Legal pot; goodie for Colorado (not)
By now the nation knows that Colorado voted yesterday to legalize recreational marijuana. Not by statute, as one might expect, but by constitutional amendment. Colorado is odd that way, sticking all sorts of stuff into its constitution when it ought to just be a new state statute. We became the “first” state to legalize weed only because we counted our votes before Washington state, which also legalized it.
I don’t happen to smoke pot. Never have. Didn’t even learn to recognize the smell until after I moved here. Such is the legacy of growing up in Oklahoma. And I was ambivalent about the proposed law. I can see a certain logic in legalizing the stuff. And Colorado’s law supposedly will give the resulting tax income to its schools. (“Drug money” to the schools. Hmm … )
Nevertheless, I’m not happy the law passed. I don’t want Colorado to be known as the first state to legalize pot, the place where you can vacation or live in order to have free access to pot. Nor do I want to be the state that people avoid because “that’s where all the pot-smoking hippies live.” I don’t want to be a magnet for drug sellers and users, and I’ve no doubt that legalizing it is equivalent to hanging a big neon sign on the state shouting “Get your marijuana right here!” like some costumed carnival barker. I just don’t want more of it around or, conversely, I don’t want to be around more of it. Nor do I want more of it around my grandkids. Besides, we’ve had enough problems with legal medical marijuana.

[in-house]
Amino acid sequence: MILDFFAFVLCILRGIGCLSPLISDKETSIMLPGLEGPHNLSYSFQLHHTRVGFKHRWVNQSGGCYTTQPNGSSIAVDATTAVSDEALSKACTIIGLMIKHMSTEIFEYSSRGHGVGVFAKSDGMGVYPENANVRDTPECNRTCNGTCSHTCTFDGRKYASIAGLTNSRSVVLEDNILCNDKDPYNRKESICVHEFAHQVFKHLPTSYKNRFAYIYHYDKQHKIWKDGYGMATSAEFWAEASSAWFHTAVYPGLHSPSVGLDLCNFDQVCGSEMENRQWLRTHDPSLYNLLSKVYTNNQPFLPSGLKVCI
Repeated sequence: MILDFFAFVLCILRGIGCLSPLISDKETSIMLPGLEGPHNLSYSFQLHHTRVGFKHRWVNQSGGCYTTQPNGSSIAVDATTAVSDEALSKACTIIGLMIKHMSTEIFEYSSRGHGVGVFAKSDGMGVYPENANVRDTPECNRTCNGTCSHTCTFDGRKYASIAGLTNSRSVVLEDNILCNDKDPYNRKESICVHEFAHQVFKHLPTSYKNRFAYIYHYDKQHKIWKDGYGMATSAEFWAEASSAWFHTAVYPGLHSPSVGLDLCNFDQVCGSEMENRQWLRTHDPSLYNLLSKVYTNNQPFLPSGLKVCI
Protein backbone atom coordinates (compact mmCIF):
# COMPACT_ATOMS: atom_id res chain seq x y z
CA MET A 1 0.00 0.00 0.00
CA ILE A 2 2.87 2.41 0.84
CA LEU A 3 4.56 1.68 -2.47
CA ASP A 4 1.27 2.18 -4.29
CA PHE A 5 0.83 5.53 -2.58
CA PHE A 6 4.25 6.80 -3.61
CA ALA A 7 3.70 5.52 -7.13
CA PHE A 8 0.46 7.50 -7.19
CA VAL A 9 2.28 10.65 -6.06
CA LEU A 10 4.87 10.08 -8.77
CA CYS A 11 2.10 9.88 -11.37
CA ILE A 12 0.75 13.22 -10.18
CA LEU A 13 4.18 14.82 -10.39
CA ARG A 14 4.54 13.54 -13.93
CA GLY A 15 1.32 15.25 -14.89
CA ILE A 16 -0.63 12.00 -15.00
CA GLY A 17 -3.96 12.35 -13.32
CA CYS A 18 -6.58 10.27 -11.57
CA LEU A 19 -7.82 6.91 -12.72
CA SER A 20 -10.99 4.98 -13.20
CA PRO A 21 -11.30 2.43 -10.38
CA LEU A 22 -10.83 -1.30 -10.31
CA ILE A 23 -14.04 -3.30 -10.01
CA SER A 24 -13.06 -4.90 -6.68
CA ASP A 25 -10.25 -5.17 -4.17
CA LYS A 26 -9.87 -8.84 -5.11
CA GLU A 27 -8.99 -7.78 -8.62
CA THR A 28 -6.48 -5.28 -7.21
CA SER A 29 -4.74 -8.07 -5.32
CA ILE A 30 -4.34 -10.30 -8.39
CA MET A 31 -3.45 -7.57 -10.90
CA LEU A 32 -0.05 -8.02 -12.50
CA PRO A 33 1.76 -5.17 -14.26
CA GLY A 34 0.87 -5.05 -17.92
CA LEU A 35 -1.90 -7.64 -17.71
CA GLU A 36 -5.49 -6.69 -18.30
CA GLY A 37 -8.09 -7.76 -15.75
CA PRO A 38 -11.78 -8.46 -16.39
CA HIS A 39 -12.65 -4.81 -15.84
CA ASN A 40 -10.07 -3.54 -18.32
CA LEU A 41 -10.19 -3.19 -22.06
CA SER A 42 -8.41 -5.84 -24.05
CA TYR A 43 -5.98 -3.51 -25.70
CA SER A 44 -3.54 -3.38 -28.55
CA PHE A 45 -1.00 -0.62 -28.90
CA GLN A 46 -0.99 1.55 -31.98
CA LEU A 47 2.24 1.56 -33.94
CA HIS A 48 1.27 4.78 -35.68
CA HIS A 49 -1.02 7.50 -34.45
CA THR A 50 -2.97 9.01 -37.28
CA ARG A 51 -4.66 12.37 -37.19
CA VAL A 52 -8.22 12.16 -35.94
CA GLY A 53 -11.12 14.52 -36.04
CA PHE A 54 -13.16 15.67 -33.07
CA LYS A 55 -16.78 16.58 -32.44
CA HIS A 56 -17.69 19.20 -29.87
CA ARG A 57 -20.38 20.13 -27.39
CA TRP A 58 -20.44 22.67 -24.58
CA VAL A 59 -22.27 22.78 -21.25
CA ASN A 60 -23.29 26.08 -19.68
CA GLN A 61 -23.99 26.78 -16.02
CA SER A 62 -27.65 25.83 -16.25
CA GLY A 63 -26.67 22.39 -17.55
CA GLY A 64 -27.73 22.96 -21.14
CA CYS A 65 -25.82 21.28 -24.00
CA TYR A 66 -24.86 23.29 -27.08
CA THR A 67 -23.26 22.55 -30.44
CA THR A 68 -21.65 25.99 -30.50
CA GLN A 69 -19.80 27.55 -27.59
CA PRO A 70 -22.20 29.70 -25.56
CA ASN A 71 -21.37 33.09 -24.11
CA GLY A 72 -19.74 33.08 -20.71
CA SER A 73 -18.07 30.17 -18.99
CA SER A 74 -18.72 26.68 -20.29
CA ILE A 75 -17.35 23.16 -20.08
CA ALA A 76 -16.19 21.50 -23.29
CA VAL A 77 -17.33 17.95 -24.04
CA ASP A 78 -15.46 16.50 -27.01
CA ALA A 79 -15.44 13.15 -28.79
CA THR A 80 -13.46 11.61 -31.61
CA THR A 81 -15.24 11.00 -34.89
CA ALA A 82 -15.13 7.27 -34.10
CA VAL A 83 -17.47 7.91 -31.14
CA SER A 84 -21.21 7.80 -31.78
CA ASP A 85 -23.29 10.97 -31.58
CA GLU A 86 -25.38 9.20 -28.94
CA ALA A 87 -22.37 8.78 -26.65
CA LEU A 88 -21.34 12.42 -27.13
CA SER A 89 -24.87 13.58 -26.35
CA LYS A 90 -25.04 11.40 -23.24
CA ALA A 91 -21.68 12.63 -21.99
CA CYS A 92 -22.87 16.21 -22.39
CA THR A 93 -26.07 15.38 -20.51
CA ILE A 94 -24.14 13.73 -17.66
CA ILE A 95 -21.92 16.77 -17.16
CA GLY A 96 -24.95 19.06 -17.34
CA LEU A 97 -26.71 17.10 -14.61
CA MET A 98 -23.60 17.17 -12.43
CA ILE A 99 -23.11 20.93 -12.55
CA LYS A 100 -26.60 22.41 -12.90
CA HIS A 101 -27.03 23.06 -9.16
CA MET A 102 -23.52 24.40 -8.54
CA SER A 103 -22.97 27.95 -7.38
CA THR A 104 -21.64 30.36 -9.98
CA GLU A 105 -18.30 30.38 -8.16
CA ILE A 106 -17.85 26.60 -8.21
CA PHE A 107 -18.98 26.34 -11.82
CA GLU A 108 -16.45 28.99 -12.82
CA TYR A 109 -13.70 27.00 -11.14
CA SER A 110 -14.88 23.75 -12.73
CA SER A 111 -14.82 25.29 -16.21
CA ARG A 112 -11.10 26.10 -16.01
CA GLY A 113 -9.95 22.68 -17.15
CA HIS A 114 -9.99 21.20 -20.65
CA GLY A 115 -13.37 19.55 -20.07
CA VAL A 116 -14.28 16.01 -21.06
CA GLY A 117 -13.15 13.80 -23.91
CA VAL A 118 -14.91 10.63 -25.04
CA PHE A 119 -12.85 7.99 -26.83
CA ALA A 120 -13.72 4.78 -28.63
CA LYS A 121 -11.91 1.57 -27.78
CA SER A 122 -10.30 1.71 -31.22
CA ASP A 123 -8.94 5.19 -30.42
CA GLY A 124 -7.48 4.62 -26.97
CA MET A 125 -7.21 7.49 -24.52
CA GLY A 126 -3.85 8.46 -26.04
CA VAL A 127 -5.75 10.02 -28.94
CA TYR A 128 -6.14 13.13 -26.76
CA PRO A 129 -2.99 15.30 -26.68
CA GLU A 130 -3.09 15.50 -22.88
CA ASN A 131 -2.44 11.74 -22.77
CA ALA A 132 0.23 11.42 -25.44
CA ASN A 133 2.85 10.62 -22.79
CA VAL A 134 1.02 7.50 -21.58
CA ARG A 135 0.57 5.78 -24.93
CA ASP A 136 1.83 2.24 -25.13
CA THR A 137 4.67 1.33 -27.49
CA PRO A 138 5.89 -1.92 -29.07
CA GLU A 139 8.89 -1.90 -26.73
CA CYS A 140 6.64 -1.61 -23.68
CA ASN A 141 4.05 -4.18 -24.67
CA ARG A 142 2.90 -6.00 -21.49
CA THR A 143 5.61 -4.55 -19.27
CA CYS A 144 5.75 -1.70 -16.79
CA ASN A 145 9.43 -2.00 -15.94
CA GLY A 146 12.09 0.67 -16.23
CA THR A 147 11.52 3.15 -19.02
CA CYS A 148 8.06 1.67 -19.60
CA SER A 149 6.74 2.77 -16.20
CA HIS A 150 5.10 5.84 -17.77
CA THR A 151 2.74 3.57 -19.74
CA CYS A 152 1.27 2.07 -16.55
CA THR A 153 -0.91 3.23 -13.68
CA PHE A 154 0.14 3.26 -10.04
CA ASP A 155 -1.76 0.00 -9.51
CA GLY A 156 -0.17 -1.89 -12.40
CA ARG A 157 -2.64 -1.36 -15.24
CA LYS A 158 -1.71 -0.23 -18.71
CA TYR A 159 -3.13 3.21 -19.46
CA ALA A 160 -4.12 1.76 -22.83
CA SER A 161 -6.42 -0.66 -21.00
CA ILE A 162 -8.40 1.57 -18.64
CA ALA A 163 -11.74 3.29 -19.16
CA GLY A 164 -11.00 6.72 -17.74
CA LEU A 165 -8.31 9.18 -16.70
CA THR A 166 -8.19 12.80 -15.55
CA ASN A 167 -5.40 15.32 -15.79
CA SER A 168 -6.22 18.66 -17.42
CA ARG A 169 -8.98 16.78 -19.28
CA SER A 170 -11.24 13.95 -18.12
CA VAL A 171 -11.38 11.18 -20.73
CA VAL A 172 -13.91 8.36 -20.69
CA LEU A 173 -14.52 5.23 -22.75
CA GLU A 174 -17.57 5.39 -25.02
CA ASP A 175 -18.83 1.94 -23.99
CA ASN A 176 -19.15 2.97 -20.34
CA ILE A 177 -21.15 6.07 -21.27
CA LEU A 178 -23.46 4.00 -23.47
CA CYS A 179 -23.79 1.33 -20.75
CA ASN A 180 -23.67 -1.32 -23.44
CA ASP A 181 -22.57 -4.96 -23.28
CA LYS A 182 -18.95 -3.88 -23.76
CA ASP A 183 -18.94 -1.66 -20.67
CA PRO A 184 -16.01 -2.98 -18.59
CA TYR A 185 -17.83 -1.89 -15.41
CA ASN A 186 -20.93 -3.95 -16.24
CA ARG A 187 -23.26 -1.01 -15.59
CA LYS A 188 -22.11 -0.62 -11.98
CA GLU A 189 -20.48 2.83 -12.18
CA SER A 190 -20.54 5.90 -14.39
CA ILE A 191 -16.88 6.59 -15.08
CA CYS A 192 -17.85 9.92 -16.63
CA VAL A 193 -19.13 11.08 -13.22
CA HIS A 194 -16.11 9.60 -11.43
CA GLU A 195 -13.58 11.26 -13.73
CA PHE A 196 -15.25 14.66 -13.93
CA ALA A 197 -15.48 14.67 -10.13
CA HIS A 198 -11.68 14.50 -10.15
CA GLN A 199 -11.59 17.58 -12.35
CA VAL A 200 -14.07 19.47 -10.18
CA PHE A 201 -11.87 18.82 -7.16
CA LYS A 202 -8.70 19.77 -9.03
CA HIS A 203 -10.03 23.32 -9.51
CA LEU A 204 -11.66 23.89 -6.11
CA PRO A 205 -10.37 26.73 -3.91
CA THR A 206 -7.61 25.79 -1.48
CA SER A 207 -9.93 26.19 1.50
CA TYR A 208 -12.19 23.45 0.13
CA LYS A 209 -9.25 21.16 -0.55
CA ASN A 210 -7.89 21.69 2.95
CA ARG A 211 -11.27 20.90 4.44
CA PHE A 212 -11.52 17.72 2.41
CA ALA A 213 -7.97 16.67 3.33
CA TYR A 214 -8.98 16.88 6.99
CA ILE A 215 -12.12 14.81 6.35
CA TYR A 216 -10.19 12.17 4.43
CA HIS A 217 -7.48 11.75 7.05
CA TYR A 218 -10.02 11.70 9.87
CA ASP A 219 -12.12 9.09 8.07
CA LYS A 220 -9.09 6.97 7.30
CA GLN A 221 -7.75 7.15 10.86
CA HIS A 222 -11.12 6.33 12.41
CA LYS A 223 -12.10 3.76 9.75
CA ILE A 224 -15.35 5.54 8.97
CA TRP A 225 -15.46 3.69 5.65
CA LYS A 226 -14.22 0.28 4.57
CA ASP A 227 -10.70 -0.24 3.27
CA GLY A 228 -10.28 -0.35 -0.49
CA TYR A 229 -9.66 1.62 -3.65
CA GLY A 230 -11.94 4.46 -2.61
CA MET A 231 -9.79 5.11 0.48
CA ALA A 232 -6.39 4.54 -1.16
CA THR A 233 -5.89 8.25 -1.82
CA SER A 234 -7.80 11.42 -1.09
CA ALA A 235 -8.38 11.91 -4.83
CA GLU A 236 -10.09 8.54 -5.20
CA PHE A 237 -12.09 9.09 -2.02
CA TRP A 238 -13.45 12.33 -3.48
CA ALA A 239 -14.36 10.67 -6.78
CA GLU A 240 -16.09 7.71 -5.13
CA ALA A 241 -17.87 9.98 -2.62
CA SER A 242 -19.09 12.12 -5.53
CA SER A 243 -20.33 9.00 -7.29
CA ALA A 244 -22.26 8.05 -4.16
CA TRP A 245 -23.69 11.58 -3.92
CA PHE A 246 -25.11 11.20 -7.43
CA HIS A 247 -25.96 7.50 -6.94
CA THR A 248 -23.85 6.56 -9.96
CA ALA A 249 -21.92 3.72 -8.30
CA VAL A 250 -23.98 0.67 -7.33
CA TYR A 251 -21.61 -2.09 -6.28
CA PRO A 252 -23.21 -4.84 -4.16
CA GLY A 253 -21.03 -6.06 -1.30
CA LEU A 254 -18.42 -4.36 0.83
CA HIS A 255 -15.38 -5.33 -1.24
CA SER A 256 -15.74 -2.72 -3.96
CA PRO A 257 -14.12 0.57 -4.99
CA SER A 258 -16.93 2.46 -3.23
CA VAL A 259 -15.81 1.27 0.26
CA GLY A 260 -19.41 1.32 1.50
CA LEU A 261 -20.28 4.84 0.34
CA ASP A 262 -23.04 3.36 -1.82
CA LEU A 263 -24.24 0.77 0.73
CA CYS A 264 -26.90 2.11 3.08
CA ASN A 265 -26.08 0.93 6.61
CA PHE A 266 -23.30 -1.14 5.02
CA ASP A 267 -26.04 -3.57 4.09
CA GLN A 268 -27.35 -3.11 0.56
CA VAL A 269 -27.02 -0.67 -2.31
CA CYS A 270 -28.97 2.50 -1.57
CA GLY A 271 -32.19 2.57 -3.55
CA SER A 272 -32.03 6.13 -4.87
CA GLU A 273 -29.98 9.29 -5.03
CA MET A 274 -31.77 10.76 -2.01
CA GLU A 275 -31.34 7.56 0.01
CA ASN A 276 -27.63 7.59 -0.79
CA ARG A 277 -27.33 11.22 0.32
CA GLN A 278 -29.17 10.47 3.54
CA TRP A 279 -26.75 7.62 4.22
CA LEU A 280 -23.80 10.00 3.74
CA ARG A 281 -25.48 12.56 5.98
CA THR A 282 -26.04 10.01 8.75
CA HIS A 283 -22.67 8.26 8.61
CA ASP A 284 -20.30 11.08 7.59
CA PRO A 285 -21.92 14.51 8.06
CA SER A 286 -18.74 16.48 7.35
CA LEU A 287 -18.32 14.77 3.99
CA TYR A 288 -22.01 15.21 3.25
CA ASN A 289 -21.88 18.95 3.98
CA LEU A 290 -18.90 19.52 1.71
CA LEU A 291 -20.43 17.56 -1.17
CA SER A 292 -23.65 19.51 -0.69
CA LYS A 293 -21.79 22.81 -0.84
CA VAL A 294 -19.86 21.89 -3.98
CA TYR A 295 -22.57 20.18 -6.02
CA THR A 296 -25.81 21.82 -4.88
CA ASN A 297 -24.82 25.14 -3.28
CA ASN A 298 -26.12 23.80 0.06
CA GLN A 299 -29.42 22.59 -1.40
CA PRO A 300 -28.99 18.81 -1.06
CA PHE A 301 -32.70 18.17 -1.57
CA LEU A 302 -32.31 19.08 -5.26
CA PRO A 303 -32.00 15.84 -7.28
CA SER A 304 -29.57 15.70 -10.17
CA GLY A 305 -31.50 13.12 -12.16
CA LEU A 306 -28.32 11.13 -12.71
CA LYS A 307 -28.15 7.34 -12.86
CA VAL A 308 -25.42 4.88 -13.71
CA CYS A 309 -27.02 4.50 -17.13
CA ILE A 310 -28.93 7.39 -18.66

My primary objection, however, is that marijuana is illegal under federal law. How can one or two states declare it legal when federal law prohibits it? How does that work? Any lawyers out there want to explain this to me?